A formal document on which a court claim is issued, informing the debtor that they have begun legal proceedings against an unpaid debt.
The accounts function of a business that will ask for and chase payment of invoices owed to the business.
A function performed within a company to improve and control credit policies that will lead to increased revenues and lower risk including increasing collections, reducing credit costs, extending more credit to creditworthy customers, and developing competitive credit terms.
Any creditor who is owed more than £5,000 from an individual can petition for the debtor’s bankruptcy – this is known as a creditor’s petition. In order to petition for a debtor’s bankruptcy:
- the outstanding balance must be a liquidated sum payable immediately or at some point in the future
- the outstanding balance must be an unsecured debt
- it must appear to the creditor that the debtor is unable to make payment or has no reasonable prospect of being able to make payment
A regulated activity that takes place when a creditor has engaged an external company to recover payments that are past due.
Debtor’s application for bankruptcy
An individual that owes more than £5,000 can apply online to make themselves bankrupt by submitting documents demonstrating their inability to pay their debts. Formerly called a debtor’s own petition, this is known as a debtor’s application for bankruptcy.
A regulated process when a creditor attempts to collect an unpaid debt, usually through a debt collection service.
The right to request information about the debt when a debt collector first contacts you.
This involves a business selling their invoices to a finance lender. The business receives a percentage of the invoice amount as an advanced payment and then receives the remainder of amount, minus an administration fee to lender, once the invoice is paid.
FCA (Financial Conduct Authority)
The UK financial regulatory body that oversees and provides a regulatory framework to 56,000 financial services firms and financial markets.
This is a type of asset-based Lending that is a short-term loan, secured by the inventory you already hold. As the inventory is sold on to customers, the loan is normally paid off when you raise an invoice for selling the stock/goods.
With invoice discounting you sell unpaid invoices to a lender and they give you a cash advance that is a percentage of the invoice’s value and you receive the remaining balance, less an administration fee, of the invoice amount once paid on normal credit terms.
Is a way of borrowing money based on what your customers owe to your business. Invoice financing helps businesses improve cash flow, pay employees and suppliers, and reinvest in operations and growth earlier than they could if they had to wait until their customers paid their balances in full.
This process of verifying the invoice before making a payment.
Connected with the law, whether that’s legal advice, legal obligations and requirements, legal rights, legal actions and proceedings or legal representatives.
The process when a lender collects principal, interest and escrow loan payments that are due or overdue.
Loan workout agreement
A contract mutually agreed to between a lender and borrower to renegotiate the terms on a loan that is in default. The workout usually involves waiving any existing defaults and restructuring the loan’s terms and covenants.
Members Voluntary Liquidation (MVL)
A formal process for a business to pay off all its creditors before ceasing to trade and then appointing an insolvency practitioner.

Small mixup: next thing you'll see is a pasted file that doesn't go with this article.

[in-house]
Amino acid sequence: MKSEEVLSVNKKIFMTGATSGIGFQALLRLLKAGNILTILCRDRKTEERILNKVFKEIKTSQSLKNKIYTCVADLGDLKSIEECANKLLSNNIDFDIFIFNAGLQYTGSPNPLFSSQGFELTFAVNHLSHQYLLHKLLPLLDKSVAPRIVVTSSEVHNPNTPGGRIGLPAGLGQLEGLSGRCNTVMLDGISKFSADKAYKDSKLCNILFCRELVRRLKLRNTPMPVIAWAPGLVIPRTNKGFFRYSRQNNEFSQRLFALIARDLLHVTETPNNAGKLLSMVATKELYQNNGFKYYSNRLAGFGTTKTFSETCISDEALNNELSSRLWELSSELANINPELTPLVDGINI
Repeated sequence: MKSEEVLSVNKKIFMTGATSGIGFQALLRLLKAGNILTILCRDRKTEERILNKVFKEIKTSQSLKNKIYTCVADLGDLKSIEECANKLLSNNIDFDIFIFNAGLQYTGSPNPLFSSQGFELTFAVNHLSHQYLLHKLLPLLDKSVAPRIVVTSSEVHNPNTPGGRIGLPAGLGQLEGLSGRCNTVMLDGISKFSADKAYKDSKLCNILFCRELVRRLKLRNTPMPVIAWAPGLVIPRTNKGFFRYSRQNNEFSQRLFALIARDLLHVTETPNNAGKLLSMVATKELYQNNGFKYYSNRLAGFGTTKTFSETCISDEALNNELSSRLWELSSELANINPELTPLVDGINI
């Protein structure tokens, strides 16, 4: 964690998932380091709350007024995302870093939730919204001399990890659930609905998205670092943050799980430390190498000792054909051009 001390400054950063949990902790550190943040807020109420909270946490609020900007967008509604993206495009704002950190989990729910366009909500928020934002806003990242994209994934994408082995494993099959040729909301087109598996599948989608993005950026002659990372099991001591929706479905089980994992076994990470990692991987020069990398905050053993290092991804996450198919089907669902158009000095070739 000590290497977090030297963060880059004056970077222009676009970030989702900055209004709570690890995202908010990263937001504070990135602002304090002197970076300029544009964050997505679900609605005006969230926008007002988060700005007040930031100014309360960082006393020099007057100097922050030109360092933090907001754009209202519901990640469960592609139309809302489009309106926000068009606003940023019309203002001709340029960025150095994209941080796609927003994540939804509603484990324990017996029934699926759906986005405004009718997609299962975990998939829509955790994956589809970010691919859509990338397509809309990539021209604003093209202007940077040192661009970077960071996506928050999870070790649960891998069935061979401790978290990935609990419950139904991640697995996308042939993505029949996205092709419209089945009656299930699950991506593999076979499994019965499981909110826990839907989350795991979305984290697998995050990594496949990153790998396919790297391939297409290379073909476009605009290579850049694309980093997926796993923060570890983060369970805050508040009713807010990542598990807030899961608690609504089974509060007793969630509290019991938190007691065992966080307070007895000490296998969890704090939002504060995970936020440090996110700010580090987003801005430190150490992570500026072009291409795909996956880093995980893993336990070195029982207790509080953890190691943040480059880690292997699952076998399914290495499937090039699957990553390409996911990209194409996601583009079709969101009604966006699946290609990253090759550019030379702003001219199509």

Non – recourse factoring
This is a type of factoring facility in which the factoring company assumes the risk of non-payment if the customer does not pay the invoice due to an insolvency during the factoring period.
Peer-to-Peer (P2P) lending
The provision of loans from individuals, businesses and institutions, generally through online platforms. They are an alternative to bank loans and can offer a different funding product with significantly shorter decision lead times.
A pre-audit is the first step in the process of an audit. During a pre-audit, a company or individual’s financial documents are examined to ensure that all information is correct before the company or individual undergoes an official audit.
Often referred to as a business “health check”, it’s designed to take an un-biased look at a company and its particular requirement for finance.
Receivables management is the process of collecting payments due for sales in a timely manner. It refers to the set of policies, procedures, and practices employed by a company in terms of managing sales offered on credit.
An agreement between the client and the factor in which the client is required to buy back the unpaid invoices from the factor. Thus, the credit risk stays with the client in case of non-payment by the debtor.
Sales Finance Agreement
A contract between the finance company and the customer where the customer agrees to buy specific goods – such as a vehicle from a dealer – and repay to the lender the amount of money borrowed to buy those goods, usually offered at the point of sale.
Sales ledger management
The process of managing trade debtors – recording credit sales, checking customer creditworthiness, sending invoices and chasing late payers.
Sales ledger control account
Also known as trade debtors’ control, it is the part of a company’s balance sheet that displays how much your customers owe the company. It’s used as source material for all other financial statements, so it needs to be up-to-date and exact.
Single debt recovery
A valuable service provided by a receivables management company when it assumes responsibility for recovering an unpaid invoice through usual credit management processes. As a result, cash flow issues are alleviated, leaving business owners able to concentrate on increasing sales and profitability.
SME (small or medium-sized enterprise)
Defined by the European Commission, it’s a business or company that has fewer than 250 employees; has either (a) annual turnover not exceeding €50 million (approximately £40 million) or (b) an annual balance-sheet total not exceeding €43 million (approximately £34 million); and of whose capital or voting rights, 25 per cent or more is not owned by one enterprise, or jointly by several enterprises, that fall outside this definition of an SME.
Is where the debtor (individual owing money) applies to make themselves bankrupt.